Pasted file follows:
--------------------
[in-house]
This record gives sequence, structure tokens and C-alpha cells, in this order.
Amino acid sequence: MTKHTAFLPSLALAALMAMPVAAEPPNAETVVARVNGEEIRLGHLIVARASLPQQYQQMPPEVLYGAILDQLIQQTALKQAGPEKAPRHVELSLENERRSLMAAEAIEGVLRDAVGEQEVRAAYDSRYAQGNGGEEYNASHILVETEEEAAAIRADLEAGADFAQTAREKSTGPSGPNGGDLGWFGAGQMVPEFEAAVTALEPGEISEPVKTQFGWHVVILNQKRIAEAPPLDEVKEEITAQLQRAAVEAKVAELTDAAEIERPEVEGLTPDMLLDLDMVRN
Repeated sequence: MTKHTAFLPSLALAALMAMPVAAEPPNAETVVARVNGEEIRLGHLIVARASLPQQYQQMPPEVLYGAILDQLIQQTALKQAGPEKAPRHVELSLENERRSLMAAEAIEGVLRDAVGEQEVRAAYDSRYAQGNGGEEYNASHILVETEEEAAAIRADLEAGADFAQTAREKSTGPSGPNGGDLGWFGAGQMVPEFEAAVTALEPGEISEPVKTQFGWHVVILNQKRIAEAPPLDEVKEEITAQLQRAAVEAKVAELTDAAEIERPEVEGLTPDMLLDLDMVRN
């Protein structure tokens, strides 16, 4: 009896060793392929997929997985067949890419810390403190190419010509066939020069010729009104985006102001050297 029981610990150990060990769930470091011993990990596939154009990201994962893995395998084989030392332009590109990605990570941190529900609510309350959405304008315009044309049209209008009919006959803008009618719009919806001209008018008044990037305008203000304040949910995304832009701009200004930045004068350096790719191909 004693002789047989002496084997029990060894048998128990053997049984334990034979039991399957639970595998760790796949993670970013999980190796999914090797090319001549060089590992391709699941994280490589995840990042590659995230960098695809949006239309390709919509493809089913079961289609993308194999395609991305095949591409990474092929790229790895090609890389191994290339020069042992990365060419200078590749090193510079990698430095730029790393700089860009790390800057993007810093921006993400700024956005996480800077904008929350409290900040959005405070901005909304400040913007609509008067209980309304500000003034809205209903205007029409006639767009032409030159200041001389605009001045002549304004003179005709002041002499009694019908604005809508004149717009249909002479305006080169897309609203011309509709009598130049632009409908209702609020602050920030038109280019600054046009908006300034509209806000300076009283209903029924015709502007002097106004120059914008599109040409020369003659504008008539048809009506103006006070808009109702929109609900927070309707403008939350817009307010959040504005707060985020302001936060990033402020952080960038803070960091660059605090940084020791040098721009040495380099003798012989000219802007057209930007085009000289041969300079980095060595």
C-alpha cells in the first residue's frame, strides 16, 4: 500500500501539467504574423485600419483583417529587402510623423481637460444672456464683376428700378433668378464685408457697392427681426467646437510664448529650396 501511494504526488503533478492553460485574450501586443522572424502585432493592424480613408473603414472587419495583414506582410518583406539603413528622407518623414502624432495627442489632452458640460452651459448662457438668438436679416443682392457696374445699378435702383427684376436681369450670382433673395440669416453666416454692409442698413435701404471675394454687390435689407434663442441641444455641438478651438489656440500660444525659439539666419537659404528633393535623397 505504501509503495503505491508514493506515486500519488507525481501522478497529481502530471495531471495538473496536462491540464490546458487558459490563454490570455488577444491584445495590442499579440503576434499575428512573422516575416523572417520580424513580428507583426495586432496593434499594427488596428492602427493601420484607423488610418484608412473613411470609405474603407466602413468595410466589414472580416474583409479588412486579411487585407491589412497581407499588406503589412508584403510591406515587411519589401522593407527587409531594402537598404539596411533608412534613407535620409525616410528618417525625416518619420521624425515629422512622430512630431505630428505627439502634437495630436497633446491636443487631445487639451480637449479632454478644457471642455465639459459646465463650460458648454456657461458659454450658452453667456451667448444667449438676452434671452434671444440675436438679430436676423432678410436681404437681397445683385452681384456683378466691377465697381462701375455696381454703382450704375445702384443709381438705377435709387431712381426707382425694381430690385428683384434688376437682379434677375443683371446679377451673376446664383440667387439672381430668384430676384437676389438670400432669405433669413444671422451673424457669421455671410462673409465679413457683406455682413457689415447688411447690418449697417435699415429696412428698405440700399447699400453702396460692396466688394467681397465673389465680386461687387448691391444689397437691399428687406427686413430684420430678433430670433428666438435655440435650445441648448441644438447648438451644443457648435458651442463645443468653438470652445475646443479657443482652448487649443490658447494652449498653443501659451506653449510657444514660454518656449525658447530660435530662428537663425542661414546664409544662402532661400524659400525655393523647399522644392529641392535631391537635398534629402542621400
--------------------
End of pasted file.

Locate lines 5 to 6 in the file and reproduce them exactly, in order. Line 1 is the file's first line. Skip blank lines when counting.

């Protein structure tokens, strides 16, 4: 009896060793392929997929997985067949890419810390403190190419010509066939020069010729009104985006102001050297 029981610990150990060990769930470091011993990990596939154009990201994962893995395998084989030392332009590109990605990570941190529900609510309350959405304008315009044309049209209008009919006959803008009618719009919806001209008018008044990037305008203000304040949910995304832009701009200004930045004068350096790719191909 004693002789047989002496084997029990060894048998128990053997049984334990034979039991399957639970595998760790796949993670970013999980190796999914090797090319001549060089590992391709699941994280490589995840990042590659995230960098695809949006239309390709919509493809089913079961289609993308194999395609991305095949591409990474092929790229790895090609890389191994290339020069042992990365060419200078590749090193510079990698430095730029790393700089860009790390800057993007810093921006993400700024956005996480800077904008929350409290900040959005405070901005909304400040913007609509008067209980309304500000003034809205209903205007029409006639767009032409030159200041001389605009001045002549304004003179005709002041002499009694019908604005809508004149717009249909002479305006080169897309609203011309509709009598130049632009409908209702609020602050920030038109280019600054046009908006300034509209806000300076009283209903029924015709502007002097106004120059914008599109040409020369003659504008008539048809009506103006006070808009109702929109609900927070309707403008939350817009307010959040504005707060985020302001936060990033402020952080960038803070960091660059605090940084020791040098721009040495380099003798012989000219802007057209930007085009000289041969300079980095060595």
C-alpha cells in the first residue's frame, strides 16, 4: 500500500501539467504574423485600419483583417529587402510623423481637460444672456464683376428700378433668378464685408457697392427681426467646437510664448529650396 501511494504526488503533478492553460485574450501586443522572424502585432493592424480613408473603414472587419495583414506582410518583406539603413528622407518623414502624432495627442489632452458640460452651459448662457438668438436679416443682392457696374445699378435702383427684376436681369450670382433673395440669416453666416454692409442698413435701404471675394454687390435689407434663442441641444455641438478651438489656440500660444525659439539666419537659404528633393535623397 505504501509503495503505491508514493506515486500519488507525481501522478497529481502530471495531471495538473496536462491540464490546458487558459490563454490570455488577444491584445495590442499579440503576434499575428512573422516575416523572417520580424513580428507583426495586432496593434499594427488596428492602427493601420484607423488610418484608412473613411470609405474603407466602413468595410466589414472580416474583409479588412486579411487585407491589412497581407499588406503589412508584403510591406515587411519589401522593407527587409531594402537598404539596411533608412534613407535620409525616410528618417525625416518619420521624425515629422512622430512630431505630428505627439502634437495630436497633446491636443487631445487639451480637449479632454478644457471642455465639459459646465463650460458648454456657461458659454450658452453667456451667448444667449438676452434671452434671444440675436438679430436676423432678410436681404437681397445683385452681384456683378466691377465697381462701375455696381454703382450704375445702384443709381438705377435709387431712381426707382425694381430690385428683384434688376437682379434677375443683371446679377451673376446664383440667387439672381430668384430676384437676389438670400432669405433669413444671422451673424457669421455671410462673409465679413457683406455682413457689415447688411447690418449697417435699415429696412428698405440700399447699400453702396460692396466688394467681397465673389465680386461687387448691391444689397437691399428687406427686413430684420430678433430670433428666438435655440435650445441648448441644438447648438451644443457648435458651442463645443468653438470652445475646443479657443482652448487649443490658447494652449498653443501659451506653449510657444514660454518656449525658447530660435530662428537663425542661414546664409544662402532661400524659400525655393523647399522644392529641392535631391537635398534629402542621400